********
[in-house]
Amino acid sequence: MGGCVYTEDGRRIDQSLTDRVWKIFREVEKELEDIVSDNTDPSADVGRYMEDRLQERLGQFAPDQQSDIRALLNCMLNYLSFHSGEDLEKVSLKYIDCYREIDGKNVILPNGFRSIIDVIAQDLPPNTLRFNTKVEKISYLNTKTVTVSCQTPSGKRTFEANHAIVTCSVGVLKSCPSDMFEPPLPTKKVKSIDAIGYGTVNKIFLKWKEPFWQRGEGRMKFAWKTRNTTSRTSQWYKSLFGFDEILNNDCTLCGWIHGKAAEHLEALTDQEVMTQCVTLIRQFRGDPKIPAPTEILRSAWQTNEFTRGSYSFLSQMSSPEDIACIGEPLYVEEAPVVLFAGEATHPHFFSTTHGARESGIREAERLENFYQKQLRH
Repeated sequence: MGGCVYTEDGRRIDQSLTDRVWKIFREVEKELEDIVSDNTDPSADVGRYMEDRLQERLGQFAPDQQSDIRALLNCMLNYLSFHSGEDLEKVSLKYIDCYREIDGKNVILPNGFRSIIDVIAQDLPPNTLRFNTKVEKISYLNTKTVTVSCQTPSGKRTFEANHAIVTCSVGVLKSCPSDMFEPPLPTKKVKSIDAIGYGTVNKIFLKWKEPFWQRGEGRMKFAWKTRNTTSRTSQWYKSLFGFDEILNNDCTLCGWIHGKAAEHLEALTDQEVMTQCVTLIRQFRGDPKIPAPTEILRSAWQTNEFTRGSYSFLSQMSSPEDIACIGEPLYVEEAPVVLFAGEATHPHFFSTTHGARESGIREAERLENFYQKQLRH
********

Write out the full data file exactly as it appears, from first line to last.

[in-house]
Amino acid sequence: MGGCVYTEDGRRIDQSLTDRVWKIFREVEKELEDIVSDNTDPSADVGRYMEDRLQERLGQFAPDQQSDIRALLNCMLNYLSFHSGEDLEKVSLKYIDCYREIDGKNVILPNGFRSIIDVIAQDLPPNTLRFNTKVEKISYLNTKTVTVSCQTPSGKRTFEANHAIVTCSVGVLKSCPSDMFEPPLPTKKVKSIDAIGYGTVNKIFLKWKEPFWQRGEGRMKFAWKTRNTTSRTSQWYKSLFGFDEILNNDCTLCGWIHGKAAEHLEALTDQEVMTQCVTLIRQFRGDPKIPAPTEILRSAWQTNEFTRGSYSFLSQMSSPEDIACIGEPLYVEEAPVVLFAGEATHPHFFSTTHGARESGIREAERLENFYQKQLRH
Repeated sequence: MGGCVYTEDGRRIDQSLTDRVWKIFREVEKELEDIVSDNTDPSADVGRYMEDRLQERLGQFAPDQQSDIRALLNCMLNYLSFHSGEDLEKVSLKYIDCYREIDGKNVILPNGFRSIIDVIAQDLPPNTLRFNTKVEKISYLNTKTVTVSCQTPSGKRTFEANHAIVTCSVGVLKSCPSDMFEPPLPTKKVKSIDAIGYGTVNKIFLKWKEPFWQRGEGRMKFAWKTRNTTSRTSQWYKSLFGFDEILNNDCTLCGWIHGKAAEHLEALTDQEVMTQCVTLIRQFRGDPKIPAPTEILRSAWQTNEFTRGSYSFLSQMSSPEDIACIGEPLYVEEAPVVLFAGEATHPHFFSTTHGARESGIREAERLENFYQKQLRH